2:25pm: Joel Sherman of the New York Post tweets that a deal isn’t close at this time, although Roch Kubatko of MASNsports.com tweets that talks are indeed heating up. Ken Rosenthal of FOX Sports also tweets that nothing is close to finalization at this point, though that doesn’t preclude a deal from being reached. Andy Martino of the New York Daily news also hears that a deal is possible, but not close at this time (Twitter link).

Kubatko adds that Boston has been asking for Kevin Gausman or Dylan Bundy in talks.

2:20pm: Miguel Gonzalez could be heading to Boston in the deal, Ghiroli tweets. Clearly, he wouldn’t be the centerpiece of the trade.

2:16pm: The Orioles are in advanced talks that would send a pitcher to Boston in exchange for Jon Lester, reports Pete Abraham of the Boston Globe (on Twitter). MLB.com’s Britt Ghiroli tweets that the two sides are “close” to a deal.


Stark’s Latest: Price, Phillies, O’s, Royals, Pirates

Jayson Stark of ESPN.com has a new Rumblings & Grumblings column posted in which he runs down a plethora of trade-related topics. You’ll need to read the full post to get all the information and analysis, but here are some of the highlights …

  • The Rays are waiting until next week to make any decisions on whether or not to trade ace David Price. However, as Stark points out, it could still be a difficult judgment call as to whether or not the Rays are close enough to go for it or far enough back to sell. Tampa is currently seven games back of the division lead and four and a half games back from a Wild Card berth.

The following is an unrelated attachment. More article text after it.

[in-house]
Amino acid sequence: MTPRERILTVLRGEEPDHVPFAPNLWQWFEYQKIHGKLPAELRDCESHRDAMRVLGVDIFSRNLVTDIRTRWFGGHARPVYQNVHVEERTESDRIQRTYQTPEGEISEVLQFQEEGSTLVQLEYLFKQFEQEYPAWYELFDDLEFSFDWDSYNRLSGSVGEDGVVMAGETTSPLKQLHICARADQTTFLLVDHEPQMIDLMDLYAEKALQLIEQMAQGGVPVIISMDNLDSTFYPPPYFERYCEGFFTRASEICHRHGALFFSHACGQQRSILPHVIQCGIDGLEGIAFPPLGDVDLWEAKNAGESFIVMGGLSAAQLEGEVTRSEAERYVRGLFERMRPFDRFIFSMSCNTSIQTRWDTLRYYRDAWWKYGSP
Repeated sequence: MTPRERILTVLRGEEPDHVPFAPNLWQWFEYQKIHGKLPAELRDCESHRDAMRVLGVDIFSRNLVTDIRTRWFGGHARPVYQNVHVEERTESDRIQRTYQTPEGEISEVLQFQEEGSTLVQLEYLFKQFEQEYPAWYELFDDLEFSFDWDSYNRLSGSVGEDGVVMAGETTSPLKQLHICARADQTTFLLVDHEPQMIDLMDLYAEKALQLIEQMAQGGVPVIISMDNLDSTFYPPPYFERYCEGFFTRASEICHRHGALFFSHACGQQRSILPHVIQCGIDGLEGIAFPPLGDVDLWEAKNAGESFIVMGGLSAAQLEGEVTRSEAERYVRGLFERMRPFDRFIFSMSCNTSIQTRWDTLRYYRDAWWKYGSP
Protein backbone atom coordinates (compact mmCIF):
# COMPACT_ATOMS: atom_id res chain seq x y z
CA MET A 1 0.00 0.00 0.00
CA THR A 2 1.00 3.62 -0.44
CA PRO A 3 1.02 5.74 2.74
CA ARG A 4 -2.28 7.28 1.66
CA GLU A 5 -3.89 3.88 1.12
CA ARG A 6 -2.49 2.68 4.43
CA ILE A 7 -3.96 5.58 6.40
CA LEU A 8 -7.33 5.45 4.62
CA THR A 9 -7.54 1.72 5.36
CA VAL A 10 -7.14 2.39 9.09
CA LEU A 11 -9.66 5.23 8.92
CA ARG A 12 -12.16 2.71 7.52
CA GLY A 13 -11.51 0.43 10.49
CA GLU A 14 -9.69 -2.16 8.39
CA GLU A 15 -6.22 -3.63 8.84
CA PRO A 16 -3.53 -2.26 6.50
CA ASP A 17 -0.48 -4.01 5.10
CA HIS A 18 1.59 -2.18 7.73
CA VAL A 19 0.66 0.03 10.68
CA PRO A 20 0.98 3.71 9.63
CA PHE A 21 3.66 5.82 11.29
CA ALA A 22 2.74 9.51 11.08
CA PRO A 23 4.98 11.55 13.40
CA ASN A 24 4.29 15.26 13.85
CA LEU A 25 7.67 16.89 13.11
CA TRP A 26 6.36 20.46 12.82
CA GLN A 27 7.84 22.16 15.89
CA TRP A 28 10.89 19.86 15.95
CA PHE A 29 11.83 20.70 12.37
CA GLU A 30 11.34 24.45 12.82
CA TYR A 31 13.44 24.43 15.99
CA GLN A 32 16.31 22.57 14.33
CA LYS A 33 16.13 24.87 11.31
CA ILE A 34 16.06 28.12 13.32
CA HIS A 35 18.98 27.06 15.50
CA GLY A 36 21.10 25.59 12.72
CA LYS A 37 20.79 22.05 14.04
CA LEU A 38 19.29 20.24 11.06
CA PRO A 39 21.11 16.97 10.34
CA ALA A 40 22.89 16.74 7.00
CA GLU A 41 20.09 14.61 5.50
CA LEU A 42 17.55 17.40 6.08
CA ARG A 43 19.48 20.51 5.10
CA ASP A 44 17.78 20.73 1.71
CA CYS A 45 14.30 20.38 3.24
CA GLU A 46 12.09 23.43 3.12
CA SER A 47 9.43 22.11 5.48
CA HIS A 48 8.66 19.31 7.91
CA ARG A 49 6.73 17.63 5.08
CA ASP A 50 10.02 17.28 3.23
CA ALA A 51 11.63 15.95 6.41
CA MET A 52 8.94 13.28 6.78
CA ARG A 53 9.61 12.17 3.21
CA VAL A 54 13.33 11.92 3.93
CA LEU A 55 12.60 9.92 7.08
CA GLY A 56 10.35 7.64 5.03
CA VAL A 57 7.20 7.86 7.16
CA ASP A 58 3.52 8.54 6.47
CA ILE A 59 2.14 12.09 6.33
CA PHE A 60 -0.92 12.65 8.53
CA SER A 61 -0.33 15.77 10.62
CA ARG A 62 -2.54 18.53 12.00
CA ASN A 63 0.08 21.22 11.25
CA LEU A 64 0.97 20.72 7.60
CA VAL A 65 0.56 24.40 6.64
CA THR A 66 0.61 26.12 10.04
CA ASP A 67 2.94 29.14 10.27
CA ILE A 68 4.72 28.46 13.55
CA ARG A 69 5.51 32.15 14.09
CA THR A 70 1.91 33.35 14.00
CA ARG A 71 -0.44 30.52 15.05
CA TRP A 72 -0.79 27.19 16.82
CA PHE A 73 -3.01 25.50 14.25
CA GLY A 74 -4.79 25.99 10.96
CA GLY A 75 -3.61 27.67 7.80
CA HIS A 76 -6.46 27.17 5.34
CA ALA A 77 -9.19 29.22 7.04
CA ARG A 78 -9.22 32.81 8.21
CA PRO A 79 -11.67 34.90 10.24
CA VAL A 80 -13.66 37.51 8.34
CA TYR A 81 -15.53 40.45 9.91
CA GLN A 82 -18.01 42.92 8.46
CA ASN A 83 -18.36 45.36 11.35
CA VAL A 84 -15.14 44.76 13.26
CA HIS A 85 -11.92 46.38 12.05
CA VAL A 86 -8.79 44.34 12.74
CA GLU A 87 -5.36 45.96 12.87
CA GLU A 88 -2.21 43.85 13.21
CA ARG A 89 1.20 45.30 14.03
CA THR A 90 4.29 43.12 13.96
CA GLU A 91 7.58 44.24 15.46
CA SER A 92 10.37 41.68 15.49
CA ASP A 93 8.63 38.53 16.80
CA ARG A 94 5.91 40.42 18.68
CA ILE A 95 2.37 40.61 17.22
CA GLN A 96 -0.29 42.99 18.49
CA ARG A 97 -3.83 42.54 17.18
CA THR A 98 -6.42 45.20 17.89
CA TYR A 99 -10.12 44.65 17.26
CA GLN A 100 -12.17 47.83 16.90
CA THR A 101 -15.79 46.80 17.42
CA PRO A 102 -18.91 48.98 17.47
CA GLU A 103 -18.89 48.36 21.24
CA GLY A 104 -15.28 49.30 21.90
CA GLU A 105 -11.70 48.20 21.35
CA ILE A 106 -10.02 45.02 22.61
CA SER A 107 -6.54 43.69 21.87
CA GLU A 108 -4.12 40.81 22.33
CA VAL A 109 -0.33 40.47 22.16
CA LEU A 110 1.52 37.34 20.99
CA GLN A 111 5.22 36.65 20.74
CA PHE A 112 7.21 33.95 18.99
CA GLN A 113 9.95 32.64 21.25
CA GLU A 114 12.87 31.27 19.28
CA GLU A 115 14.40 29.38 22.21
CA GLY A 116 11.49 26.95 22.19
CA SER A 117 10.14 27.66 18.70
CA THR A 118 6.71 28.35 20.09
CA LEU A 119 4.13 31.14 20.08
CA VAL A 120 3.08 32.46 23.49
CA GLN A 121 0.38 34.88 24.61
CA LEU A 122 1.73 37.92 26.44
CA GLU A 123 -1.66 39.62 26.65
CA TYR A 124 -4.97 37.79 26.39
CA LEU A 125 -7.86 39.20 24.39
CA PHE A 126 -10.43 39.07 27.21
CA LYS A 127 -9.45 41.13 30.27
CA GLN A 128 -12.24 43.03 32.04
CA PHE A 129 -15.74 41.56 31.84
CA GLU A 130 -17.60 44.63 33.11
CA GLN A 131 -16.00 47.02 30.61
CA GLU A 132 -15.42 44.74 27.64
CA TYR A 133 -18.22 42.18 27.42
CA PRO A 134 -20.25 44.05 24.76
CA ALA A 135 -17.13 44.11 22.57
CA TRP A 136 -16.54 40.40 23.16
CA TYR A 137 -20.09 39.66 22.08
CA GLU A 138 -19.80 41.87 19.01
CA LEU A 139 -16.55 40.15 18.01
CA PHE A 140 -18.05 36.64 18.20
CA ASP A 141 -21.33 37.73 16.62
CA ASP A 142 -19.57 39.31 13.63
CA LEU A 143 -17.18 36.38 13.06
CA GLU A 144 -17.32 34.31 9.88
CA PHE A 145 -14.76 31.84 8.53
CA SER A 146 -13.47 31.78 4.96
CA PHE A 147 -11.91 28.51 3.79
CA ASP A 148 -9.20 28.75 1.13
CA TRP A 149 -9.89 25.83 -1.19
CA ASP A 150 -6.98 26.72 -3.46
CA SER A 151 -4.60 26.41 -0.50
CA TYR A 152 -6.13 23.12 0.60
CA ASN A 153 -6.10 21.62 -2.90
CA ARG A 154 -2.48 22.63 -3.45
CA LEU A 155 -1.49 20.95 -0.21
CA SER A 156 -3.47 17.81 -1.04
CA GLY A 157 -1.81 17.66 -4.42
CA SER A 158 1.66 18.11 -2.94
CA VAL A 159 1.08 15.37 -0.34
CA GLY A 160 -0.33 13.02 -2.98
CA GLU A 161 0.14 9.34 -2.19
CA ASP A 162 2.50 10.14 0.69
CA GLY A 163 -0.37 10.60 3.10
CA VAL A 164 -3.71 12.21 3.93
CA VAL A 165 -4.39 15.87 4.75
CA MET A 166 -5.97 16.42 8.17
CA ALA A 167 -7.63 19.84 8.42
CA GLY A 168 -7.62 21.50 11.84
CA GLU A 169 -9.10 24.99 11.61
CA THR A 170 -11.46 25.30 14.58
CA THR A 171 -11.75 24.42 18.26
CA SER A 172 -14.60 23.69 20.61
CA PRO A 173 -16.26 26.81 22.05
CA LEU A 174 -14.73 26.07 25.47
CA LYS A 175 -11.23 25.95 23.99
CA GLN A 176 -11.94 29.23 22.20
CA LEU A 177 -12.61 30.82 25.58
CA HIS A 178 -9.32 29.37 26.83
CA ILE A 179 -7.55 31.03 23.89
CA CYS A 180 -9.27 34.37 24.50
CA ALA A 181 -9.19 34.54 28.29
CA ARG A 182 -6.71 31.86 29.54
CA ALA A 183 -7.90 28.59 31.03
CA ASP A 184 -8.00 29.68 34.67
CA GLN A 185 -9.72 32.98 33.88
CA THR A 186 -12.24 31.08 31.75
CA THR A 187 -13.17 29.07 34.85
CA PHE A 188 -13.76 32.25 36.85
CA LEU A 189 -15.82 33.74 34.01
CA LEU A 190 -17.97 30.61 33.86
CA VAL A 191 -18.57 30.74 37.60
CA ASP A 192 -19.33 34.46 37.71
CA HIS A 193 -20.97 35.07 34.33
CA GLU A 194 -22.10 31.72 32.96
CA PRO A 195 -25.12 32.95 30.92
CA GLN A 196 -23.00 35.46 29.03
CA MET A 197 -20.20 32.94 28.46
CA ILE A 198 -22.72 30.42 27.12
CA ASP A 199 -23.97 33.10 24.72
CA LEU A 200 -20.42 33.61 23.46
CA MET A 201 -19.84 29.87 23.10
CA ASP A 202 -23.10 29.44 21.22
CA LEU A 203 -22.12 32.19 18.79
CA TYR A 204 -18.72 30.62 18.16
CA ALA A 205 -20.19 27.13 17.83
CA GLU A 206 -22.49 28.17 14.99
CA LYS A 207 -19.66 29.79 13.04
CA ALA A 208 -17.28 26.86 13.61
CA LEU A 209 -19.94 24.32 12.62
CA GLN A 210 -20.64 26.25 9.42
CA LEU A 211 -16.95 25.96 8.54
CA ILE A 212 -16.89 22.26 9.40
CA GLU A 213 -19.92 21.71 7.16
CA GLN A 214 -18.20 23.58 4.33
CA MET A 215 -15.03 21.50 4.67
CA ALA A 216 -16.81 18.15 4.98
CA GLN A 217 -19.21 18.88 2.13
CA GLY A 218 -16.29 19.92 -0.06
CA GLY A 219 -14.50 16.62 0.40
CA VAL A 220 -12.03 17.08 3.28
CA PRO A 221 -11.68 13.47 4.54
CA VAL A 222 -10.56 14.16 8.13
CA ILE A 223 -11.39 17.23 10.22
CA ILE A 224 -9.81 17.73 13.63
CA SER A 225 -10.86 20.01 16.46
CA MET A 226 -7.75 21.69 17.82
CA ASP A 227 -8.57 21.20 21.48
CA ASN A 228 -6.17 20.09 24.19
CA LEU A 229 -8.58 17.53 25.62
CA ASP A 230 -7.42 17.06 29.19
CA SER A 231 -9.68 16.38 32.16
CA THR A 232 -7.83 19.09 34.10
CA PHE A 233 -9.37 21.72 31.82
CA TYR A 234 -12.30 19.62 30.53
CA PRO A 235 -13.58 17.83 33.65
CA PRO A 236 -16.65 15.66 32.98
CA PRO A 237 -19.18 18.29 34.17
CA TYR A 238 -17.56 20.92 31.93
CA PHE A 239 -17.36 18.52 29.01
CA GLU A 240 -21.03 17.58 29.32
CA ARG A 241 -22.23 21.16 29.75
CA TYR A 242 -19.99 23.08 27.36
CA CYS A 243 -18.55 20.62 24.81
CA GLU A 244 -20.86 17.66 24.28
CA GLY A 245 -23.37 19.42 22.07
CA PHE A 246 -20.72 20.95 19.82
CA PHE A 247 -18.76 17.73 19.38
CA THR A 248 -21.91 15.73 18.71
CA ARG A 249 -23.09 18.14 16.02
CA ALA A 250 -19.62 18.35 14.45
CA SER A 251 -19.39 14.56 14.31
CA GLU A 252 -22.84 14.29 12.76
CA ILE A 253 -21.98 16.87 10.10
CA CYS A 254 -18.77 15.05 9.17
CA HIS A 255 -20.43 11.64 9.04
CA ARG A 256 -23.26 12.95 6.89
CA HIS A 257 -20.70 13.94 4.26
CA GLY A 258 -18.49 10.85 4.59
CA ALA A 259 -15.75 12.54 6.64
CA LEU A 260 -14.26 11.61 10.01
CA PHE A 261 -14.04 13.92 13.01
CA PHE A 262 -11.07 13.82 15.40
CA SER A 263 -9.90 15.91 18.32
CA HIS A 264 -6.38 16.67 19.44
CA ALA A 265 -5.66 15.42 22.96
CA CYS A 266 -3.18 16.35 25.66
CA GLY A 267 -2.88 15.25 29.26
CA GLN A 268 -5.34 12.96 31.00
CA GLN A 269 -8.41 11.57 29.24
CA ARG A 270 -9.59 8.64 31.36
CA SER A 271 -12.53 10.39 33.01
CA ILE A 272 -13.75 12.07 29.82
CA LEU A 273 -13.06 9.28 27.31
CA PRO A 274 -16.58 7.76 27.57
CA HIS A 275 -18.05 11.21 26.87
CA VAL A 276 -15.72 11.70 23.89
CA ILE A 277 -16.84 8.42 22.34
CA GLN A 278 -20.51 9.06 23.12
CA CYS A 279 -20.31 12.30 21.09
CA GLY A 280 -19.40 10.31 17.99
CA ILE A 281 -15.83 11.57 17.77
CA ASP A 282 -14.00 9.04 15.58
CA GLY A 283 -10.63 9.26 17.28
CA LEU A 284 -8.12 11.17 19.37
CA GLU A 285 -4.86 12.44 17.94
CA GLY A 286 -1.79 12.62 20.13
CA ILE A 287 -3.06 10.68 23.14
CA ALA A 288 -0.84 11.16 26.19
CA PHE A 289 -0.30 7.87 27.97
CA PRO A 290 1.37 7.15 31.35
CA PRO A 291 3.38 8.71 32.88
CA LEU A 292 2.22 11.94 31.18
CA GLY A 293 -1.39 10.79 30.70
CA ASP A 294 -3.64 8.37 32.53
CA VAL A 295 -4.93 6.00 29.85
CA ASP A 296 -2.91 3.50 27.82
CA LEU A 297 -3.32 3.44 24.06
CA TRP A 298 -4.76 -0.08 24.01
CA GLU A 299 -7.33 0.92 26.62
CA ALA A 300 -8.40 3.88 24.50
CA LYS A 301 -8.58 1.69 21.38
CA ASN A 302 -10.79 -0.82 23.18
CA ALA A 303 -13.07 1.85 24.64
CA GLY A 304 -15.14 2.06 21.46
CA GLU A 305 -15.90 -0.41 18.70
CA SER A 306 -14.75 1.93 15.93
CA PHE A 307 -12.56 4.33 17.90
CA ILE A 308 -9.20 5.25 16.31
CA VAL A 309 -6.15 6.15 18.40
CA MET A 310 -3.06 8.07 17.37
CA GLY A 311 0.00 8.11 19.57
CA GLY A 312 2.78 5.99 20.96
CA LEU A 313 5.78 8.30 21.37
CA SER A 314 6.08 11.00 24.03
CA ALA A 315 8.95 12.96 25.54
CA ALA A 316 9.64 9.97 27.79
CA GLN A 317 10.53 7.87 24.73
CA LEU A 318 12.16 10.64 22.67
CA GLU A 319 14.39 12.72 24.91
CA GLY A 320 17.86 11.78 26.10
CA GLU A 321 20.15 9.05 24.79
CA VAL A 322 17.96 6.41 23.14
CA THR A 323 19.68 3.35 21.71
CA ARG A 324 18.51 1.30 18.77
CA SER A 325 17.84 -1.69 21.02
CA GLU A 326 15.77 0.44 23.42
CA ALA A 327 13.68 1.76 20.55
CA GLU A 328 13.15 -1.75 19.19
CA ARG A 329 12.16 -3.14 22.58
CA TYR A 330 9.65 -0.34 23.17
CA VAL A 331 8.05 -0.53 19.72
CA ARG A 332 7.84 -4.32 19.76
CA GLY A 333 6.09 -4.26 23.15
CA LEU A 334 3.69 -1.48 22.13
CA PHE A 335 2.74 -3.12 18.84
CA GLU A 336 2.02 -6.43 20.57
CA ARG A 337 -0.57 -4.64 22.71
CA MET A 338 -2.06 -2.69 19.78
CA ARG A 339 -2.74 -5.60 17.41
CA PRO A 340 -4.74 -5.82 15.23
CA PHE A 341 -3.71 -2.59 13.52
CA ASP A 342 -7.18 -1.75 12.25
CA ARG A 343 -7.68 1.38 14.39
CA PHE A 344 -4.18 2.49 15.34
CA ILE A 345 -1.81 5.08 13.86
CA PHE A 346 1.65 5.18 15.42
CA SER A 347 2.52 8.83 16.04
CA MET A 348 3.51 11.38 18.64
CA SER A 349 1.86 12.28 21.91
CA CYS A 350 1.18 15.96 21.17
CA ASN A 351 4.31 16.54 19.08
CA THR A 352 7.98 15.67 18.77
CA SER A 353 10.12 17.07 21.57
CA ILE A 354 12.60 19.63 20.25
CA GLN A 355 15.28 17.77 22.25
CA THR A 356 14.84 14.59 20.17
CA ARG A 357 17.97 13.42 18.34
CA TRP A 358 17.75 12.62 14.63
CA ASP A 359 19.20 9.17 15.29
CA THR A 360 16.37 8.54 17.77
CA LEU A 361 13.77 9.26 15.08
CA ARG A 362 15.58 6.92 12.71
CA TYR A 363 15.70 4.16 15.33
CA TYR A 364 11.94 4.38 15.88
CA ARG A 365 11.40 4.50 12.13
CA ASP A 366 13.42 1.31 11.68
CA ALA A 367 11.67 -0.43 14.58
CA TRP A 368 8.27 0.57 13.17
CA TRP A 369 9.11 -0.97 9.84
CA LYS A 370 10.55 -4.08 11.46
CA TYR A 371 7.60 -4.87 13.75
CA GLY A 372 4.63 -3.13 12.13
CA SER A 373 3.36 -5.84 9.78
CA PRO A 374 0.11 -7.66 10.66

• One executive tells Stark that he’s convinced the team will move Price if they get a big enough offer. Said the exec, “They’ve really built their team by making these kinds of deals. But if the return they can get now is something they think they can get this winter, they’ll hold him.” Another exec tells Stark that waiting until the winter could reduce the return in a trade by 30 to 40 percent.
  • Stark runs down the possible landing spots for Price, calling the Dodgers the favorite, but noting that L.A. has said it will not part with both Joc Pederson and Corey Seager, even in a Price trade. The Mariners are the second choice, he notes, with the Cardinals listed third followed by the Giants and Blue Jays (both of whom are painted as long shots by Stark).
  • If the Rays do sell Price, they’ll be open for business and listen on a number of other players, including Ben Zobrist, Matt Joyce and Yunel Escobar. Their preference is to deal Price and Zobrist in separate trades, if that comes to pass.
  • The Phillies are the next team that everyone is watching, with nine players that could be moved but contractual problems surrounding many of them. Most execs feel the Phillies will eat money to facilitate deals and aren’t looking to just dump players on other clubs. Specifically, the team is in need of position-player prospects, one exec who has spoken with Philadelphia tells Stark.
  • Marlon Byrd is the most likely to be dealt, with the Mariners, Royals and Reds scouting him. The Reds, however, may not be able to take on Byrd’s remaining $3MM in 2014, and the Mariners and Royals are on his no-trade list.